The Brazil’s real dropped from its highest level in one month on mounting skepticism over whether Finance Minister Joaquim Levy could revive growth in South America’s biggest economy.
The real fell 0.5 percent to trade at 2.6306 per U.S. dollar as of 2:57 p.m. Sao Paulo time, after touching its highest point since Dec. 9 on Wednesday. Swap rates, which measure expected changes in interest rates, fell 0.04 percentage point to steady at 12.62 percent for the contract that matures in January 2016.
Addressing the press in Brasilia on Tuesday, Levy hinted at plans to lower gross debt to less than 50 percent of the gross domestic product over the long run.
“While Levy’s comments were pleasing to the market, 2.60 is the ceiling,” Joao Paulo de Gracia Correa, a Curitiba, Brazil-based trader at Correparti Corretora de Cambio, told Bloomberg News. “A level stronger than that is an exaggeration because there is no concrete positive news, just promises.”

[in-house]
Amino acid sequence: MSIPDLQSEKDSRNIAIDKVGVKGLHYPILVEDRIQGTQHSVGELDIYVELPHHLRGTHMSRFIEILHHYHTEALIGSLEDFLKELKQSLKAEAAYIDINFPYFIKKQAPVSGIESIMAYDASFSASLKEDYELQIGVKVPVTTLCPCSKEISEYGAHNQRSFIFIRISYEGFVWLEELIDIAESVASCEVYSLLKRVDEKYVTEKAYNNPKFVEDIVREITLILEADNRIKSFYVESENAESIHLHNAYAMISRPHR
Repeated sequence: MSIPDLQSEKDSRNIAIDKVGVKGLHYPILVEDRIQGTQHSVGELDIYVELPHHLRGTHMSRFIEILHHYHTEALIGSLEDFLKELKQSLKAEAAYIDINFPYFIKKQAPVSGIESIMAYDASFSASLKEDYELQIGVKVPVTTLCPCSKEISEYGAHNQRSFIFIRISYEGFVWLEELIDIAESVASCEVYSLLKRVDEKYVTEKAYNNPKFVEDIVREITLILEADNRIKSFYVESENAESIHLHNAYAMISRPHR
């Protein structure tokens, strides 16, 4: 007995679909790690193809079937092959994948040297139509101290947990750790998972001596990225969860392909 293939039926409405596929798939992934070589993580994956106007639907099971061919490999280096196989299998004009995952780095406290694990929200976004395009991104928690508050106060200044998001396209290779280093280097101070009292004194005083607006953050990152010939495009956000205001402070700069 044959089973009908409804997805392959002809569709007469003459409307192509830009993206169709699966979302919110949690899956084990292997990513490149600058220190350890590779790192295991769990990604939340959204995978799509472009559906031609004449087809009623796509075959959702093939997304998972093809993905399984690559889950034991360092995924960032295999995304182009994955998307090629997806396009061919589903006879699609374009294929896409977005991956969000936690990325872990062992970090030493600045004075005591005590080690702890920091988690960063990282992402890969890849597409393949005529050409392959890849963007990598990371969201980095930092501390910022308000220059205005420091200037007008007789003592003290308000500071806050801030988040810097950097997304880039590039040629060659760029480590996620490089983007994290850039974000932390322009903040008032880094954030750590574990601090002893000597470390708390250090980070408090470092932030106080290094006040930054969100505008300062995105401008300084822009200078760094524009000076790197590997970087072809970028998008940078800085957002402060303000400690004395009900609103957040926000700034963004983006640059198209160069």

Though Brazil emerged from a recession in the third quarter, its economy is estimated to have expanded 0.2 percent in 2014, the weakest pace since 2009. On Dec. 29, the Brazilian government revealed it plans to reduce unemployment and pension benefits in a move expected to save 18 billion reais.
In order to boost the real and curb import price surges, the central bank offloaded $98 million worth of currency swaps on Thursday and rolled over contracts valued at $487.9 million. To register for a free 2-week subscription to ForexMinute Premium Plan, visit www.forexminute.com/newsletter.
To contact the reporter of this story; Jonathan Millet at email@example.com